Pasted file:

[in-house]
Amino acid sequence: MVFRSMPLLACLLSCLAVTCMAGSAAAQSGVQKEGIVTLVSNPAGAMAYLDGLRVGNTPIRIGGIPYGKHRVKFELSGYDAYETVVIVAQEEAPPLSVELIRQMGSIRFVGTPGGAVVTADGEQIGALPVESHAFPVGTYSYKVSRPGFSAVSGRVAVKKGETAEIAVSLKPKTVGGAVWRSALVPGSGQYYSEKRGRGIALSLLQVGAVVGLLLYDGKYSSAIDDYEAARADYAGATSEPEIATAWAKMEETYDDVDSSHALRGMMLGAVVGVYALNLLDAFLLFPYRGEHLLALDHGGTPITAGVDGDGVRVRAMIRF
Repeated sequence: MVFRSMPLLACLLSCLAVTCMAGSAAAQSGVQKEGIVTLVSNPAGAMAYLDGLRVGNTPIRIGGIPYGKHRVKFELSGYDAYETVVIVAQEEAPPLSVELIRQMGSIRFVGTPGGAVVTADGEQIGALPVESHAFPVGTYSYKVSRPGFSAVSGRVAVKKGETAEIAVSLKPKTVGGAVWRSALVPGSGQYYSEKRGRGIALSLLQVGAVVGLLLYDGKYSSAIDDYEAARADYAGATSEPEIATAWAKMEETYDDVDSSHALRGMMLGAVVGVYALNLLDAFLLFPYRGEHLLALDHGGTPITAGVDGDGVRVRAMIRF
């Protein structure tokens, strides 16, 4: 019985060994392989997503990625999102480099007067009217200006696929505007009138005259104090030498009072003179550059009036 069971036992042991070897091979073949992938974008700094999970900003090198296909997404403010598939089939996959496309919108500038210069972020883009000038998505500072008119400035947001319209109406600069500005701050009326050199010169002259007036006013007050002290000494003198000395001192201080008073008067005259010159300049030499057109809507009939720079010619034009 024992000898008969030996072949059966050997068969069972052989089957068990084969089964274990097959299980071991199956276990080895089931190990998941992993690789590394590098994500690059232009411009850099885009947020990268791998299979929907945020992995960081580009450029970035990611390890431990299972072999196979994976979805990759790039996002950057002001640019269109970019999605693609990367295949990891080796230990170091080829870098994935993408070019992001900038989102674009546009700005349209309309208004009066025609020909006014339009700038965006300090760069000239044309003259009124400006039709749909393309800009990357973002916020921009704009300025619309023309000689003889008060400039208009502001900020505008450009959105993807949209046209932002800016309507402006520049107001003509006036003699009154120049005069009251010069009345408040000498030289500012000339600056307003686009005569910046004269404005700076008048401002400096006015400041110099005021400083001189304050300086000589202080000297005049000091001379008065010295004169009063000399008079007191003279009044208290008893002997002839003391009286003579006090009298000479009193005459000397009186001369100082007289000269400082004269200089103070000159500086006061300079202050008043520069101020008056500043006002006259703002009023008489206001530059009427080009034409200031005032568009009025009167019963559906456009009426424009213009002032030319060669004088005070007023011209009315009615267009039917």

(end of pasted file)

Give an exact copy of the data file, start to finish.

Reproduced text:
[in-house]
Amino acid sequence: MVFRSMPLLACLLSCLAVTCMAGSAAAQSGVQKEGIVTLVSNPAGAMAYLDGLRVGNTPIRIGGIPYGKHRVKFELSGYDAYETVVIVAQEEAPPLSVELIRQMGSIRFVGTPGGAVVTADGEQIGALPVESHAFPVGTYSYKVSRPGFSAVSGRVAVKKGETAEIAVSLKPKTVGGAVWRSALVPGSGQYYSEKRGRGIALSLLQVGAVVGLLLYDGKYSSAIDDYEAARADYAGATSEPEIATAWAKMEETYDDVDSSHALRGMMLGAVVGVYALNLLDAFLLFPYRGEHLLALDHGGTPITAGVDGDGVRVRAMIRF
Repeated sequence: MVFRSMPLLACLLSCLAVTCMAGSAAAQSGVQKEGIVTLVSNPAGAMAYLDGLRVGNTPIRIGGIPYGKHRVKFELSGYDAYETVVIVAQEEAPPLSVELIRQMGSIRFVGTPGGAVVTADGEQIGALPVESHAFPVGTYSYKVSRPGFSAVSGRVAVKKGETAEIAVSLKPKTVGGAVWRSALVPGSGQYYSEKRGRGIALSLLQVGAVVGLLLYDGKYSSAIDDYEAARADYAGATSEPEIATAWAKMEETYDDVDSSHALRGMMLGAVVGVYALNLLDAFLLFPYRGEHLLALDHGGTPITAGVDGDGVRVRAMIRF
């Protein structure tokens, strides 16, 4: 019985060994392989997503990625999102480099007067009217200006696929505007009138005259104090030498009072003179550059009036 069971036992042991070897091979073949992938974008700094999970900003090198296909997404403010598939089939996959496309919108500038210069972020883009000038998505500072008119400035947001319209109406600069500005701050009326050199010169002259007036006013007050002290000494003198000395001192201080008073008067005259010159300049030499057109809507009939720079010619034009 024992000898008969030996072949059966050997068969069972052989089957068990084969089964274990097959299980071991199956276990080895089931190990998941992993690789590394590098994500690059232009411009850099885009947020990268791998299979929907945020992995960081580009450029970035990611390890431990299972072999196979994976979805990759790039996002950057002001640019269109970019999605693609990367295949990891080796230990170091080829870098994935993408070019992001900038989102674009546009700005349209309309208004009066025609020909006014339009700038965006300090760069000239044309003259009124400006039709749909393309800009990357973002916020921009704009300025619309023309000689003889008060400039208009502001900020505008450009959105993807949209046209932002800016309507402006520049107001003509006036003699009154120049005069009251010069009345408040000498030289500012000339600056307003686009005569910046004269404005700076008048401002400096006015400041110099005021400083001189304050300086000589202080000297005049000091001379008065010295004169009063000399008079007191003279009044208290008893002997002839003391009286003579006090009298000479009193005459000397009186001369100082007289000269400082004269200089103070000159500086006061300079202050008043520069101020008056500043006002006259703002009023008489206001530059009427080009034409200031005032568009009025009167019963559906456009009426424009213009002032030319060669004088005070007023011209009315009615267009039917």